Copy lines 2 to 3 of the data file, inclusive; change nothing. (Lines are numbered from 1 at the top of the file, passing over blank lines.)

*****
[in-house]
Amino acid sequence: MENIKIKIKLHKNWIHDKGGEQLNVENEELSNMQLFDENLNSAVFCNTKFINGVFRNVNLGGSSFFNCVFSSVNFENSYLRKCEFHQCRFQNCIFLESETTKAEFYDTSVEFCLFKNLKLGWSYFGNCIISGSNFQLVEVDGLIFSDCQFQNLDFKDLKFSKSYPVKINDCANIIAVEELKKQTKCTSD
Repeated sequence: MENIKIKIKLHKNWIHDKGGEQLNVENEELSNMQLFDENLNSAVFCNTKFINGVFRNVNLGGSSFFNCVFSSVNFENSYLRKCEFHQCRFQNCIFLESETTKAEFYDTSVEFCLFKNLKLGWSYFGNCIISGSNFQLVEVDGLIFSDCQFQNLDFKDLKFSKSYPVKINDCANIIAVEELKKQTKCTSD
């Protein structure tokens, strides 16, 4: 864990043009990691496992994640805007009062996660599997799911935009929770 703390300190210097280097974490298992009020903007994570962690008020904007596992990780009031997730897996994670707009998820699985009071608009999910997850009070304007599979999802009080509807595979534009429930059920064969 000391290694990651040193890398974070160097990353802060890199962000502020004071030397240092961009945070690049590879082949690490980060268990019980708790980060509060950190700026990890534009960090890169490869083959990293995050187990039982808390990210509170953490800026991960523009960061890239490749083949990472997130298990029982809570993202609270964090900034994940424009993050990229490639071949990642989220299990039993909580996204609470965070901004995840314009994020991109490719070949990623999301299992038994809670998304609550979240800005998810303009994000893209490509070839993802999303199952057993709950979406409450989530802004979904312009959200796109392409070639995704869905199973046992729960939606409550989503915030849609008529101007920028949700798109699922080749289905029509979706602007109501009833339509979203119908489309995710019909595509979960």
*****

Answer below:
Amino acid sequence: MENIKIKIKLHKNWIHDKGGEQLNVENEELSNMQLFDENLNSAVFCNTKFINGVFRNVNLGGSSFFNCVFSSVNFENSYLRKCEFHQCRFQNCIFLESETTKAEFYDTSVEFCLFKNLKLGWSYFGNCIISGSNFQLVEVDGLIFSDCQFQNLDFKDLKFSKSYPVKINDCANIIAVEELKKQTKCTSD
Repeated sequence: MENIKIKIKLHKNWIHDKGGEQLNVENEELSNMQLFDENLNSAVFCNTKFINGVFRNVNLGGSSFFNCVFSSVNFENSYLRKCEFHQCRFQNCIFLESETTKAEFYDTSVEFCLFKNLKLGWSYFGNCIISGSNFQLVEVDGLIFSDCQFQNLDFKDLKFSKSYPVKINDCANIIAVEELKKQTKCTSD